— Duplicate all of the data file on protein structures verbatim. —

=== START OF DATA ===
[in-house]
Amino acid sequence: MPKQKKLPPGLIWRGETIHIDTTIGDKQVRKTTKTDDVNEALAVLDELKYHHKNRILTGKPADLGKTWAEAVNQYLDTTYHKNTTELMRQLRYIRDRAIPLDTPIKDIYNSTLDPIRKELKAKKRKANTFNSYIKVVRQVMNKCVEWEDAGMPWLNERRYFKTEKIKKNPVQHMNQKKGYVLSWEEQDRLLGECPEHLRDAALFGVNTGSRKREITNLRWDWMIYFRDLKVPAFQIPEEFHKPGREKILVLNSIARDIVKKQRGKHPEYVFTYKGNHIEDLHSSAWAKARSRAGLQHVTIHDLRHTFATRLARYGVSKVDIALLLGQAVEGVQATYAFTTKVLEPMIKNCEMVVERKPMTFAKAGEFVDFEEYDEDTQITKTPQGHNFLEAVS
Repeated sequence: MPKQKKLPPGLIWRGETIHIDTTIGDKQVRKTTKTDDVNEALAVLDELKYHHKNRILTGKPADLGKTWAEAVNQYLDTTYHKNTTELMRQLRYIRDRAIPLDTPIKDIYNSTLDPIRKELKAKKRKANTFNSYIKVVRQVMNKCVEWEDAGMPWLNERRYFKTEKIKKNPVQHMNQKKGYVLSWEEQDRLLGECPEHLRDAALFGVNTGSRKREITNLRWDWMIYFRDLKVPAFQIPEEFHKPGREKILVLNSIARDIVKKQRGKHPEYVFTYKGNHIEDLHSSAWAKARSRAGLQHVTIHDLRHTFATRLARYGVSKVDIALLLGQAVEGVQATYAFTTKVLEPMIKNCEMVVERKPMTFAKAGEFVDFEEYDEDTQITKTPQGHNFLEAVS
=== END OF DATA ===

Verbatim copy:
[in-house]
Amino acid sequence: MPKQKKLPPGLIWRGETIHIDTTIGDKQVRKTTKTDDVNEALAVLDELKYHHKNRILTGKPADLGKTWAEAVNQYLDTTYHKNTTELMRQLRYIRDRAIPLDTPIKDIYNSTLDPIRKELKAKKRKANTFNSYIKVVRQVMNKCVEWEDAGMPWLNERRYFKTEKIKKNPVQHMNQKKGYVLSWEEQDRLLGECPEHLRDAALFGVNTGSRKREITNLRWDWMIYFRDLKVPAFQIPEEFHKPGREKILVLNSIARDIVKKQRGKHPEYVFTYKGNHIEDLHSSAWAKARSRAGLQHVTIHDLRHTFATRLARYGVSKVDIALLLGQAVEGVQATYAFTTKVLEPMIKNCEMVVERKPMTFAKAGEFVDFEEYDEDTQITKTPQGHNFLEAVS
Repeated sequence: MPKQKKLPPGLIWRGETIHIDTTIGDKQVRKTTKTDDVNEALAVLDELKYHHKNRILTGKPADLGKTWAEAVNQYLDTTYHKNTTELMRQLRYIRDRAIPLDTPIKDIYNSTLDPIRKELKAKKRKANTFNSYIKVVRQVMNKCVEWEDAGMPWLNERRYFKTEKIKKNPVQHMNQKKGYVLSWEEQDRLLGECPEHLRDAALFGVNTGSRKREITNLRWDWMIYFRDLKVPAFQIPEEFHKPGREKILVLNSIARDIVKKQRGKHPEYVFTYKGNHIEDLHSSAWAKARSRAGLQHVTIHDLRHTFATRLARYGVSKVDIALLLGQAVEGVQATYAFTTKVLEPMIKNCEMVVERKPMTFAKAGEFVDFEEYDEDTQITKTPQGHNFLEAVS